Tuesday, November 14, 2006

Web 2.0 Summit

The Web 2.0 Conference initiated by O´Reilly in 2004 has been re-named Web 2.0 Summit. According the Summit homepage "The Web 2.0 Summit focuses on emerging business and technology developments that utilize the Web as a platform and defines how the Web will drive business in the future. Now that the Web has become a robust platform with countless innovations driving its ongoing development, widespread disruptions in traditional business models are well underway. But within the chaos of disruption lies the seeds of opportunity. We'll focus on the startups and financiers tending those seeds, of course - including the second annual Launch Pad. But we'll also highlight how the incumbents are also taking advantage of disruption, or, at the very least, how they are responding to it so as to protect their market positions". The 2006 Web 2.0 Summit has been held last week in San Francisco.

In a recent
post, Dion Hinchcliffe has written about this event "It's been a bustling and busy three days in San Francisco with sessions and discussions on a wide variety of Web 2.0 topics, from Advertising 2.0 and Net Neutrality, to the World of Warcraft and Enterprise 2.0. Given that the Web 2.0 Summit is an executive level conference, the discussion of business models and company strategies around Web 2.0 has dominated the conversation and not the specific techniques and approaches for actually designing and implementing Web 2.0 services and products. Those subjects have been moved to the upcoming Web 2.0 Expo next April, which will be a much larger event expo-style conference at Moscone Center".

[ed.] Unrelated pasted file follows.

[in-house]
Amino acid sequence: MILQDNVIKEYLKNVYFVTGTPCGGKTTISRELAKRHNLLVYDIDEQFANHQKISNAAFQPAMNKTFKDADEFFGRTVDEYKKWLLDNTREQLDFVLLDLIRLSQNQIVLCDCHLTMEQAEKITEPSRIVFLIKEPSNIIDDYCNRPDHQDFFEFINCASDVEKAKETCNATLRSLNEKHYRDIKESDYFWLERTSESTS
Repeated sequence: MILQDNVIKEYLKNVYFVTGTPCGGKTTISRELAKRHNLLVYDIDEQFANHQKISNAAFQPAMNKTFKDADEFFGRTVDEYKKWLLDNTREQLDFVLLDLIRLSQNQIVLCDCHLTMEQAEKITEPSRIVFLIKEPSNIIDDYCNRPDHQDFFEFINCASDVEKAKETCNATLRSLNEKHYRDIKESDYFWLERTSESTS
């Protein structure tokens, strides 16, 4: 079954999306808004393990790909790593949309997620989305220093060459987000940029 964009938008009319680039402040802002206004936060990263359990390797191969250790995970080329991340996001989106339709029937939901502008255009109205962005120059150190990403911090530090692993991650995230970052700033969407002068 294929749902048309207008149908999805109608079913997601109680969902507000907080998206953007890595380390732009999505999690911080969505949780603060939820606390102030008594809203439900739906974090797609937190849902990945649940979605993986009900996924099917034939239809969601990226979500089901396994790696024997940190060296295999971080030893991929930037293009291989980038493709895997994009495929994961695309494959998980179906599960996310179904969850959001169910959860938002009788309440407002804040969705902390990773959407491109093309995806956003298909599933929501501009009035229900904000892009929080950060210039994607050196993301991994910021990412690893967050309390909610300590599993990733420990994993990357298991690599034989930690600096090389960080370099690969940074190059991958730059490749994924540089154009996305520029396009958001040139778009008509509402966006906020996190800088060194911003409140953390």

Dion mentioned that
the leadup to the conference was John Musser's 100-page update of the famous five page Web 2.0 description from Tim O'Reilly, that I wrote about in yesterday´s post.
In the same post, based on
Web 2.0 Summit discussions, Dion presented 5 strategies for creating open Web sites and platforms:

  1. Liberate content and services via a public, open API. Content will continue to be separated from the experiences that mediate access to it, this makes adaptable experiences possible. Example: RSS readers let users consume content in the ways they choose and have control over. Doing this turns your Web application into a platform and is one of the most important habits of highly effective Web sites .
  2. Syndicate as well as use Web services to open up data. Each method has clear strengths such as discoverability, ease of consumption, or on-demand control. Example: This means RSS or Atom as well as REST or SOAP.
  3. Make it legal to reuse content. Don't charge if you can help it, consider monetizing it via advertising, transaction fees, or subscriptions. Don't cripple unintended uses, such as Yahoo!'s limits on their APIs, vs. Amazon's profitable emphasis on unlimited use.
  4. Diligently build trust and credibility. No one will use your open data or services unless there is trust and credibility in the site. This is very hard to establish and is easily lost. This is one of the hardest intangibles of openness to manage.
  5. Expect the unexpected. Opening up a site means that others will dream of ways of using your data and services in ways you couldn't imagine. Often this means they'll use it as a free resource to achieve something that wasn't possible before in terms of scale or volume. Be prepared for extreme situations and be sure to monitor your feeds and open services and be prepared to throttle them for mailicous or inadvertant waste.

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